Cookies on this website

We use cookies to ensure that we give you the best experience on our website. If you click 'Accept all cookies' we'll assume that you are happy to receive all cookies and you won't see this message again. If you click 'Reject all non-essential cookies' only necessary cookies providing core functionality such as security, network management, and accessibility will be enabled. Click 'Find out more' for information on how to change your cookie settings.

The recent interdisciplinary conference on migration jointly organised by the NORFACE Research Programme on Migration and the Centre for Research and Analysis of Migration brought together academics, high level practitioners, politicians and media representatives to discuss migration related issues

International Migration Institute (IMI) researchers as part of the THEMIS (Theorizing the Evolution of European Migration Systems) project partook in the three day conference presenting three papers and convening a roundtable ‘Explaining the growth and decline of migration: the role of feedback mechanisms – A roundtable with evidence from the THEMIS project’.

The THEMIS roundtable, chaired by IMI’s co-director Oliver Bakewell, addressed two key questions: How do the migration processes of yesterday influence those of today? What are the mechanisms by which the knowledge and practices of one set of migrants help to shape those who come after them? These are key questions for the THEMIS project, which has been exploring how enduring patterns of migration emerge, are sustained and decline. Drawing on evidence from movements between Ukraine, Brazil and Morocco to the Netherlands, Norway, Portugal and the UK, the roundtable discussion examined how migrants’ experiences of economic conditions, state policies, and new connections created by social media generate feedback that shapes subsequent migration.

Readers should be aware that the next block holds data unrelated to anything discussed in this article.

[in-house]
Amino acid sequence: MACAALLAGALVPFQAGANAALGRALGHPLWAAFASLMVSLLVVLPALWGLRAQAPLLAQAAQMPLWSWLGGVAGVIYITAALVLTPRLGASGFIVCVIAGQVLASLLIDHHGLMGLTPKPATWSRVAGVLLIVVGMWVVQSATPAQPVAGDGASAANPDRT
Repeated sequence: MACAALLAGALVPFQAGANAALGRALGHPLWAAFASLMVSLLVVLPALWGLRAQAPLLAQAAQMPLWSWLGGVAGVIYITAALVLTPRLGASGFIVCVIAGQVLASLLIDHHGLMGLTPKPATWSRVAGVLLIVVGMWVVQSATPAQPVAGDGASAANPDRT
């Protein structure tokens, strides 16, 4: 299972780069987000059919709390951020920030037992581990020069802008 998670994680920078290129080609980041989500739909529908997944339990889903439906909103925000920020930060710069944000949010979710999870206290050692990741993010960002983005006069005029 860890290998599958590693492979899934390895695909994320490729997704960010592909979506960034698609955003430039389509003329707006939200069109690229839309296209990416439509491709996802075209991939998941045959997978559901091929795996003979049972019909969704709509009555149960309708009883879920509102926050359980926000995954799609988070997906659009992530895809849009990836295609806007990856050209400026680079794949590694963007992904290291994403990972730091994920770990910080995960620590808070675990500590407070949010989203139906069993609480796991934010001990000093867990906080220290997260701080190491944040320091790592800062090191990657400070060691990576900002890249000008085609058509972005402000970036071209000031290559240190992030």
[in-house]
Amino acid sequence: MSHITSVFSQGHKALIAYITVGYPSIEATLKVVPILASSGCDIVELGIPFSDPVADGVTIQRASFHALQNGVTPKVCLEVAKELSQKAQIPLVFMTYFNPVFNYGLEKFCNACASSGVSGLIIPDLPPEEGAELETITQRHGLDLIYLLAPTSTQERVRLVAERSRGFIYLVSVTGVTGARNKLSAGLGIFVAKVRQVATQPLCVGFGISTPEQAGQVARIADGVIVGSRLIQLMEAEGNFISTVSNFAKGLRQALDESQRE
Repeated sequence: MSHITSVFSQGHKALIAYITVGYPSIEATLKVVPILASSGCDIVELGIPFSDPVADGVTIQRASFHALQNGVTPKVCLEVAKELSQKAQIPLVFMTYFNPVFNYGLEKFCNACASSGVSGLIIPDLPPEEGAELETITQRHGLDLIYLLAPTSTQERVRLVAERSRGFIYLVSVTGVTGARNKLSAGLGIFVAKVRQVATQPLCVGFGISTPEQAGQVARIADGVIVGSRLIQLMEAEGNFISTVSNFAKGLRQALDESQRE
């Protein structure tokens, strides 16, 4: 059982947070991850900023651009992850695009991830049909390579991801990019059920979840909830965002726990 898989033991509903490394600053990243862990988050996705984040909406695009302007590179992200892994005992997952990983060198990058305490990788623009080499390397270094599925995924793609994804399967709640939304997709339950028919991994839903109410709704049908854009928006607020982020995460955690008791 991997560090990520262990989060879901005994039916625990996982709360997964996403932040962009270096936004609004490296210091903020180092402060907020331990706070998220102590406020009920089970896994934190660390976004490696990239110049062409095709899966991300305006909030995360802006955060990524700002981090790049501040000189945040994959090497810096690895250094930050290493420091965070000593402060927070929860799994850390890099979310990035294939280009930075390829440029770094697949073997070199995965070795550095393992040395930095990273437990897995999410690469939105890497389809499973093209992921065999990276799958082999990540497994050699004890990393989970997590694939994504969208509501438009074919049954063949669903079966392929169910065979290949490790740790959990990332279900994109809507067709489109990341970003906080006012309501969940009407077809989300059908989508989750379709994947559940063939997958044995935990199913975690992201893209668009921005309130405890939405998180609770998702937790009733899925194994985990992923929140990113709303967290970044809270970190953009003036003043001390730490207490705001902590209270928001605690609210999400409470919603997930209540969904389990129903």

IMI and THEMIS Research Officer Agnieszka Kubal, was one of three THEMIS groups that discussed their research. Agnieszka  briefly presented THEMIS empirical findings on ‘Semi-legality and the role of the state governance frameworks in conditioning migration in Europe’ as part of the panel, before the roundtable was opened for discussion. The session attracted many discussants from different parts of the world and academia, and included useful exchanges between quantitative and qualitative migration scholars.

Related links and resources

Within and beyond citizenship – Migrants’ trapped in legal ambiguity? A blog by Agnieszka Kubal

Read more about Migrants’ Relationship with the Law in this article by Agnieszka Kubal

Read IMI working paper 'The differential role of social networks: strategies and routes in Brazilian migration to Portugal and the Netherlands' by THEMIS members Masja van Meeteren and Sonia Pereira